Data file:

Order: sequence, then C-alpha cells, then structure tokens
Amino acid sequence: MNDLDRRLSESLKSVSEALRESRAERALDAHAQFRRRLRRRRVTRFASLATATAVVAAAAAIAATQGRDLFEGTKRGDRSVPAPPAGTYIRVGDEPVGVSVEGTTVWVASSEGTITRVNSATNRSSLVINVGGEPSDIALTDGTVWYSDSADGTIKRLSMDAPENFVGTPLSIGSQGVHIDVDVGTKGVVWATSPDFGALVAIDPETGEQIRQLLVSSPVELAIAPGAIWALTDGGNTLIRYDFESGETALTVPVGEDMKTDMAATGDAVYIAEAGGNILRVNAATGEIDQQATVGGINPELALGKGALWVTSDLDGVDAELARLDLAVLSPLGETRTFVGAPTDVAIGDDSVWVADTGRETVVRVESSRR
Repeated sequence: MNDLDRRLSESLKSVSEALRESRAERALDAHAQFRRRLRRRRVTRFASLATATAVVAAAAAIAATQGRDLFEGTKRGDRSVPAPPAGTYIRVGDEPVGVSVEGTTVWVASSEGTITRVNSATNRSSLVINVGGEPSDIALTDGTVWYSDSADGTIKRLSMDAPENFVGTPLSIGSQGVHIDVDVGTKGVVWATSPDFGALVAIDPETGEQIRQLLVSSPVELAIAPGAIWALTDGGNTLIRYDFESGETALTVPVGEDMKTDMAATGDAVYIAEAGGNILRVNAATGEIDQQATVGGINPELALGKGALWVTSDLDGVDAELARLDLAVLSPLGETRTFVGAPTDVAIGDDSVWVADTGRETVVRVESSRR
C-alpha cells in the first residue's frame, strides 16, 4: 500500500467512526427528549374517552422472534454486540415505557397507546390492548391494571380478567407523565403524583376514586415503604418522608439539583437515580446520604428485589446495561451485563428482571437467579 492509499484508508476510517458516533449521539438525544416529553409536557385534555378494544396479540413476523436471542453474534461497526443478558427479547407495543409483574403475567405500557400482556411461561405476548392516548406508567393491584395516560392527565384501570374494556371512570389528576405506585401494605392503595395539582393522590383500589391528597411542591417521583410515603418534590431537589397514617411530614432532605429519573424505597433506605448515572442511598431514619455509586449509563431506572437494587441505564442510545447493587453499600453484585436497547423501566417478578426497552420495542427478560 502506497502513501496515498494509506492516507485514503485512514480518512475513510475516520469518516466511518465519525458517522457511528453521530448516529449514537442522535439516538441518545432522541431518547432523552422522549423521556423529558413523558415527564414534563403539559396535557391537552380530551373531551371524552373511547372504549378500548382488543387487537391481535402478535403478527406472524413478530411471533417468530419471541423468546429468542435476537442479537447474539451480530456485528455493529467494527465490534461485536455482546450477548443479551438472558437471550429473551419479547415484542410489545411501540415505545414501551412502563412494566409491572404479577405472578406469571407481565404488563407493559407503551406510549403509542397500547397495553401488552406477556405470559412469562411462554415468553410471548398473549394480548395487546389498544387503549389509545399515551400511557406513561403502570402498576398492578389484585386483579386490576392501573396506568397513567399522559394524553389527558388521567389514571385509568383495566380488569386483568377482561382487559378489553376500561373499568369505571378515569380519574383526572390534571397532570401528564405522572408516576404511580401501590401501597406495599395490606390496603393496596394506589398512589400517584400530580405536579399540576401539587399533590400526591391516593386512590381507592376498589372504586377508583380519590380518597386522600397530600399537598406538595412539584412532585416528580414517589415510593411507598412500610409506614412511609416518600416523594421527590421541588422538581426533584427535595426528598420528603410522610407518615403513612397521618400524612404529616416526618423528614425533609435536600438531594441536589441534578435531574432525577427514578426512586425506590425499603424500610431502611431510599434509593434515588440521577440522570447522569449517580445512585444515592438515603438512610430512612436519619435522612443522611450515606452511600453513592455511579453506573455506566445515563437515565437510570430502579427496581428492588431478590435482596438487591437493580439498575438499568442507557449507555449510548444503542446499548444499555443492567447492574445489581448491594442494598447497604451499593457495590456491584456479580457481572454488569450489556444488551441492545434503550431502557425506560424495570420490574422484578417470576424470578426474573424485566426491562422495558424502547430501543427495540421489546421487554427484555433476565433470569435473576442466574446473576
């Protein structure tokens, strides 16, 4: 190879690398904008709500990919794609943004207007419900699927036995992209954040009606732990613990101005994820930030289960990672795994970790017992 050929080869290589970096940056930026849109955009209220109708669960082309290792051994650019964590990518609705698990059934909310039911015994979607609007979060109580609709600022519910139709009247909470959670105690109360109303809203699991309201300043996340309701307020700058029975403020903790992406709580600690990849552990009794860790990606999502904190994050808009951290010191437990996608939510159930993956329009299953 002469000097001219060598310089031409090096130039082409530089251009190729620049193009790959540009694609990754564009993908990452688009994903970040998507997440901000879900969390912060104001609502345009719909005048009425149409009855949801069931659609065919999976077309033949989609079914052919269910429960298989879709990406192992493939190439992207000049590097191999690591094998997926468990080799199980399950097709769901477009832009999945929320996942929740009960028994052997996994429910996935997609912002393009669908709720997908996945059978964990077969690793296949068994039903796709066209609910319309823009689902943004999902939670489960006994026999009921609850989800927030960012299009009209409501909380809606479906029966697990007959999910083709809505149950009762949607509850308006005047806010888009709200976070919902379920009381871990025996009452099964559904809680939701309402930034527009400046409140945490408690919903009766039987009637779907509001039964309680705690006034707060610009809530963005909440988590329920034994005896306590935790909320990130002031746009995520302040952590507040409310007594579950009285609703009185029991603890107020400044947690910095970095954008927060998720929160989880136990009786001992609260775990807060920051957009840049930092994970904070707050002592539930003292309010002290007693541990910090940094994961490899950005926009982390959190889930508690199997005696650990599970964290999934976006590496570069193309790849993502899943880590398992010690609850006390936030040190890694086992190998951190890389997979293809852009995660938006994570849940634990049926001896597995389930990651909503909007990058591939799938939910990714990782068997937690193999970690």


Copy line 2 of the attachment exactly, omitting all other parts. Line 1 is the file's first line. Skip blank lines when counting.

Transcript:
Amino acid sequence: MNDLDRRLSESLKSVSEALRESRAERALDAHAQFRRRLRRRRVTRFASLATATAVVAAAAAIAATQGRDLFEGTKRGDRSVPAPPAGTYIRVGDEPVGVSVEGTTVWVASSEGTITRVNSATNRSSLVINVGGEPSDIALTDGTVWYSDSADGTIKRLSMDAPENFVGTPLSIGSQGVHIDVDVGTKGVVWATSPDFGALVAIDPETGEQIRQLLVSSPVELAIAPGAIWALTDGGNTLIRYDFESGETALTVPVGEDMKTDMAATGDAVYIAEAGGNILRVNAATGEIDQQATVGGINPELALGKGALWVTSDLDGVDAELARLDLAVLSPLGETRTFVGAPTDVAIGDDSVWVADTGRETVVRVESSRR